While this took some time, the results were DELISH. Take an afternoon and try this! Via The Kitchn.
Makes 70 to 80 dumplings
- ½ medium head Napa cabbage (about 1 pound)
- 1 tablespoon kosher salt
- 1 pound ground pork
- 1 bunch scallions, thinly sliced (about 1 cup)
- 1 bunch cilantro, minced (about ¾ cup)
- 3 tablespoons soy sauce
- 2-inch piece fresh ginger, grated on a microplane or finely minced (about 3 tablespoons)
- 2 tablespoons sesame oil
- 2 large eggs, whisked
- 1 (12-ounce) package round dumpling, wonton, or gyoza wrappers
- Slice the cabbage and mix with salt: Slice the half-head of cabbage down its length, through the root, to make 2 quarters. Then slice each quarter into very thin strips, cutting cross-wise. Toss the slices with the salt in a large mixing bowl and set aside for 5 to 10 minutes.
- Squeeze the liquid from the cabbage: While it rests with the salt, the cabbage will start to release liquid. When it’s ready, grab handfuls of the cabbage and squeeze out the water. Transfer the squeezed cabbage to another mixing bowl.
- Combine the cabbage with the rest of the filling ingredients: To the bowl with the squeezed cabbage, add the ground pork, sliced scallions, cilantro, soy sauce, ginger, sesame oil, and eggs. Work the mixture together with your hands until fully combined.
- Arrange your dumpling-making station: Clear a large space on the counter. Set a small bowl of water, the bowl of filling, and a parchment-lined baking sheet nearby. Open the package of dumpling wrappers and arrange a few on the work space in front of you.
- Place 1 scant tablespoon of filling on each dumpling wrapper: It doesn’t look like much filling, but using any more gets messy and makes the dumplings hard to pleat closed! Once you get the hang of pleating the dumplings, you can try adding a bit more. [I couldn’t get more than a full ½ tablespoon into my wrappers without the filling spilling out when I tried to fold the dumplings.]
- Dampen the edge of the wrapper with water: Dip your finger in the bowl of water and run it around the edge of the dumpling. This will help it to seal closed.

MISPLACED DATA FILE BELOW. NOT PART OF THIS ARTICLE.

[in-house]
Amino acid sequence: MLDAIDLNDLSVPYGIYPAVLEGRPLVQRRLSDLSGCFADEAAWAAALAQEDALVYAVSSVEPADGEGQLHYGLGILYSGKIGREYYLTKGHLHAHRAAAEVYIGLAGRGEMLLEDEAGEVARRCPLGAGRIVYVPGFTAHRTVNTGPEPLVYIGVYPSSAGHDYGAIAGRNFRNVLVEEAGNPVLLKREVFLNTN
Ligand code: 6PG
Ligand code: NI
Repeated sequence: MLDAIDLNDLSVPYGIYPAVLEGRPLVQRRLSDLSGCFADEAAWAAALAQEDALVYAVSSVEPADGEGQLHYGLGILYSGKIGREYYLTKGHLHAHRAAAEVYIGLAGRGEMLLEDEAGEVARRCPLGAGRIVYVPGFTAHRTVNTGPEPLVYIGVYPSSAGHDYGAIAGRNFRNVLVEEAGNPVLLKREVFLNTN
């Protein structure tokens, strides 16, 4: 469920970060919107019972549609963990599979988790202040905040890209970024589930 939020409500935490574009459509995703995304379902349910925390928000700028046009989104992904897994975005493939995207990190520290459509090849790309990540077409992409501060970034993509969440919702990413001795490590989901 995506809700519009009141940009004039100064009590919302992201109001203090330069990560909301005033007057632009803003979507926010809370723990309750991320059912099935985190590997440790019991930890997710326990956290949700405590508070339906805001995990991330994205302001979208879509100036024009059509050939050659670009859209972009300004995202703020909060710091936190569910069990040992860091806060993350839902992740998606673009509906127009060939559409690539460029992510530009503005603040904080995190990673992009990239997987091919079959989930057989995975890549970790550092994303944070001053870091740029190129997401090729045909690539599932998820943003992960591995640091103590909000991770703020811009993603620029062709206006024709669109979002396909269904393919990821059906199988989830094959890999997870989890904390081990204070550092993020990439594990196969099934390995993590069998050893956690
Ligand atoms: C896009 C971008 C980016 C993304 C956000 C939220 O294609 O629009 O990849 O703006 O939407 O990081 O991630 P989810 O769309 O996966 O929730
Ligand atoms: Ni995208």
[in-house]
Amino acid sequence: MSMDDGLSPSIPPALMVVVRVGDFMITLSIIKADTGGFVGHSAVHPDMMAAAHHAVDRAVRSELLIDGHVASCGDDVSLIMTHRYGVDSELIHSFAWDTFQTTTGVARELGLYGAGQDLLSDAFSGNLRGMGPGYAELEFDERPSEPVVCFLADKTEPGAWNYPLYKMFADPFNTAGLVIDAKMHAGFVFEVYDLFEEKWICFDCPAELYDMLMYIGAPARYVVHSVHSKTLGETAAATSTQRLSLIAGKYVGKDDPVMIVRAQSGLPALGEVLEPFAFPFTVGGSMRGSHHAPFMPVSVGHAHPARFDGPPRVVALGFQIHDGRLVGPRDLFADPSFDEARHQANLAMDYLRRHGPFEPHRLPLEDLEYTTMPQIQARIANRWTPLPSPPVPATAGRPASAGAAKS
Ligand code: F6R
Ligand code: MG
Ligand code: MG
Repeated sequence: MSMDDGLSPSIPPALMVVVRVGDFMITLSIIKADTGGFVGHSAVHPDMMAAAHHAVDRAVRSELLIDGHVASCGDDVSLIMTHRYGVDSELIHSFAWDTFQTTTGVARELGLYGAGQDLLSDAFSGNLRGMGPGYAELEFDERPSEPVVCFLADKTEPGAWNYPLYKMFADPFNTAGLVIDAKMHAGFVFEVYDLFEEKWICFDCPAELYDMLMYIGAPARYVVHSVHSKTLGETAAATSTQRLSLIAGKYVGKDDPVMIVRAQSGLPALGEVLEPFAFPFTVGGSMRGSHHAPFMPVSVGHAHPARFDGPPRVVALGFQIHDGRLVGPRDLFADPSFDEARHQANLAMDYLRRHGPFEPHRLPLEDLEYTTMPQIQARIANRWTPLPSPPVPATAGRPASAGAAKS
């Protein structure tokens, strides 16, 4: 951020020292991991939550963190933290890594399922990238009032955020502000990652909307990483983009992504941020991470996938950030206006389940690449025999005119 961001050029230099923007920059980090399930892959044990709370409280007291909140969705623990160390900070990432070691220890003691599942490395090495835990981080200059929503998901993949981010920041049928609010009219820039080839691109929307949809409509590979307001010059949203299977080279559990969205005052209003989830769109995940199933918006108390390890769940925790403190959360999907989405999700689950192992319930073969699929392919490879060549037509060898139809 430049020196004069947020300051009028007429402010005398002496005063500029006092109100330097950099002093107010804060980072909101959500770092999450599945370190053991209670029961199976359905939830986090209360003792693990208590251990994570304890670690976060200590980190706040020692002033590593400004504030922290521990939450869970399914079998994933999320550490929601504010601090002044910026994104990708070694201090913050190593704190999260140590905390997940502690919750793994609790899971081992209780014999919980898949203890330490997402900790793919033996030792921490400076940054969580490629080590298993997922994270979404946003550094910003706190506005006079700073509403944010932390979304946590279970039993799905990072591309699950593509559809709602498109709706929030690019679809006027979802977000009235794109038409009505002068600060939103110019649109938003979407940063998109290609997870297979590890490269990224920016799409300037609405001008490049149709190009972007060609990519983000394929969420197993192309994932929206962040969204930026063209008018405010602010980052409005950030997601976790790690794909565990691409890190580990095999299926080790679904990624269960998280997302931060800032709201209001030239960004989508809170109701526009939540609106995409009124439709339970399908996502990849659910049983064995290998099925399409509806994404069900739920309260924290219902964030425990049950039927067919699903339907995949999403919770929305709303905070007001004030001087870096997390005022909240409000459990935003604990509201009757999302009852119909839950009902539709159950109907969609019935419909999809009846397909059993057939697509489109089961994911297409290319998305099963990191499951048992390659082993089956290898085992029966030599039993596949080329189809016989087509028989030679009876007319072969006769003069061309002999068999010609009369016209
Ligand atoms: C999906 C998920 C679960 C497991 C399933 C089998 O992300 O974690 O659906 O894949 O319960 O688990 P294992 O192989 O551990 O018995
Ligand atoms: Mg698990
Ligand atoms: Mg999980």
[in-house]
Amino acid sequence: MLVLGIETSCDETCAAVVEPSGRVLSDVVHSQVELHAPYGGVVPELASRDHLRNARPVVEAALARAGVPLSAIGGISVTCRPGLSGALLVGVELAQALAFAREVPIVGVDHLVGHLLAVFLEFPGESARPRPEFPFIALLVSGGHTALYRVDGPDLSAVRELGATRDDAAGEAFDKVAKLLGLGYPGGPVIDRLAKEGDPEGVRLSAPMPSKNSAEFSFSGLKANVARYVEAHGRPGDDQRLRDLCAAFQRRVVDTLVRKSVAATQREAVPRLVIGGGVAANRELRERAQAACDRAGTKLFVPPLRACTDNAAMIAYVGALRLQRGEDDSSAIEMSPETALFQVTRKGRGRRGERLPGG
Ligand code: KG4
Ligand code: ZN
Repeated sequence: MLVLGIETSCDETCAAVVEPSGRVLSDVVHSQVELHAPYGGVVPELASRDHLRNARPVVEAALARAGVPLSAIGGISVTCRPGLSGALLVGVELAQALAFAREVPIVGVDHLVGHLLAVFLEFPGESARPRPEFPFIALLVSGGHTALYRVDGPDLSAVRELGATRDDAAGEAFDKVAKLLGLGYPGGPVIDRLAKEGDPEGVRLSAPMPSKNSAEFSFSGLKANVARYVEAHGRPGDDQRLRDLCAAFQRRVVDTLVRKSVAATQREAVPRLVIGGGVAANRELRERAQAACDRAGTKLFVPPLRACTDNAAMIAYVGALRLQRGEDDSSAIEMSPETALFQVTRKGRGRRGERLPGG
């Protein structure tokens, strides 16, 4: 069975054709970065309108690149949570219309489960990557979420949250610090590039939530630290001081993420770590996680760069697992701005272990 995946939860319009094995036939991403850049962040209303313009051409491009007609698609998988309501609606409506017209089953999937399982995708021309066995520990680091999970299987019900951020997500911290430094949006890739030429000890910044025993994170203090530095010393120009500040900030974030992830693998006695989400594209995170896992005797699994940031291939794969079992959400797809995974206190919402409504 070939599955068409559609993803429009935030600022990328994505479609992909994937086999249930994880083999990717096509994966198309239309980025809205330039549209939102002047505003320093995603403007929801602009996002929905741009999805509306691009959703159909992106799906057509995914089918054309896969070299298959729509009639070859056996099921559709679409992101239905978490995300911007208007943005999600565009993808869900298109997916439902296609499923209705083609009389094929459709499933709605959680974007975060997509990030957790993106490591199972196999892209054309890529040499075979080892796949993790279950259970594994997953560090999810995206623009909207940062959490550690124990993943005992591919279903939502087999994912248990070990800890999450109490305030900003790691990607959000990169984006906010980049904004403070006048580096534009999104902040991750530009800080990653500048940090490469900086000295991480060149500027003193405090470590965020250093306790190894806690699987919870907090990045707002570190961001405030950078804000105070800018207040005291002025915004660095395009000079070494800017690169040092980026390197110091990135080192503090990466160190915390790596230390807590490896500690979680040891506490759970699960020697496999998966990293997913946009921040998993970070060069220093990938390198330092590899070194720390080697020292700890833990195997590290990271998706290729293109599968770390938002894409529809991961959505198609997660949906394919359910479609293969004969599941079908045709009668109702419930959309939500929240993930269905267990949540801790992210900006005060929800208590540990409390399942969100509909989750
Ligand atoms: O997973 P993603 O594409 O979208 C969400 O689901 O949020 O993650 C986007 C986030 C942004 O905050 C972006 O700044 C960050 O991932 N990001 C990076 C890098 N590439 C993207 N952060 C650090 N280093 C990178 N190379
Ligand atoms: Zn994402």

- Fold the dumpling in half: Lift the dumpling from the work surface and fold it in half. Press the top closed.
- Make a pleat in either side: Use your opposite thumbs to fold a tiny pleat on either side of the dumpling, then press firmly to seal the dumpling closed. You may need to dab a little water under the pleat to make it stick closed. [Refer to the recipe link for pictures. But really just do the pleat that feels best for you. Youtube is great for this sort of stuff!]
- Repeat with all the wrappers and filling: Continue filling and pleating the rest of the wrappers using the remaining filling — this is where having a few extra hands comes in handy! As you finish each dumpling, line it up on the parchment-lined baking sheet.
- Cook or freeze the dumplings: You can cook the dumplings immediately, or freeze them on the baking sheet. Once frozen solid, gather them into a freezer container and keep frozen for up to 3 months.
Instructions for Cooking the Dumplings
- Sear the dumplings in a skillet: Film a skillet with about a tablespoon of oil and warm over high heat. When the oil is shimmering, arrange the dumplings in the pan as close as they’ll fit without actually touching. Cook until the bottoms have turned brown and golden. [This works whether starting from fresh or frozen; they will still brown in the oil.]
- NOTEEE: If you have too much oil still in your pan, adding water can cause a grease fire. I know from scary experience. Therefore, I always start with more like a ½ tbsp of oil (for 6-10 dumplings) and then go from there. I would also turn down the heat from high before adding the water. Safety first!
- Add 3 tablespoons of water to the pan: Pour 3 tablespoons of water in the pan — the water will immediately sizzle and begin to steam.
- Cover the pan and lower the heat: Cover the pan immediately and reduce the heat to low. (If your skillet doesn’t have a lid, cover with a baking sheet.)
- Cook the dumplings for 3 to 5 minutes if fresh, or 6 to 8 minutes if frozen: When done, the wrappers will appear translucent and noodle-like; the filling will be opaque and warmed through (you can cut one open to check).
- Transfer to a plate and serve: Transfer the cooked dumplings to a plate and serve with soy sauce or other dipping sauce.
- Steamed dumplings: Line a steamer basket with parchment and steam over simmering water for about 6 minutes if fresh, 8 minutes if frozen.
- Boiled dumplings: Bring a large pot of water to a boil and add the dumplings. Stir so they don’t stick together. Add 1 ½ cups of cold water and bring to a boil again. Add another 1 ½ cups of cold water and bring to a boil a third time. Check one dumpling to make sure they are cooked through; boil another few minutes if necessary.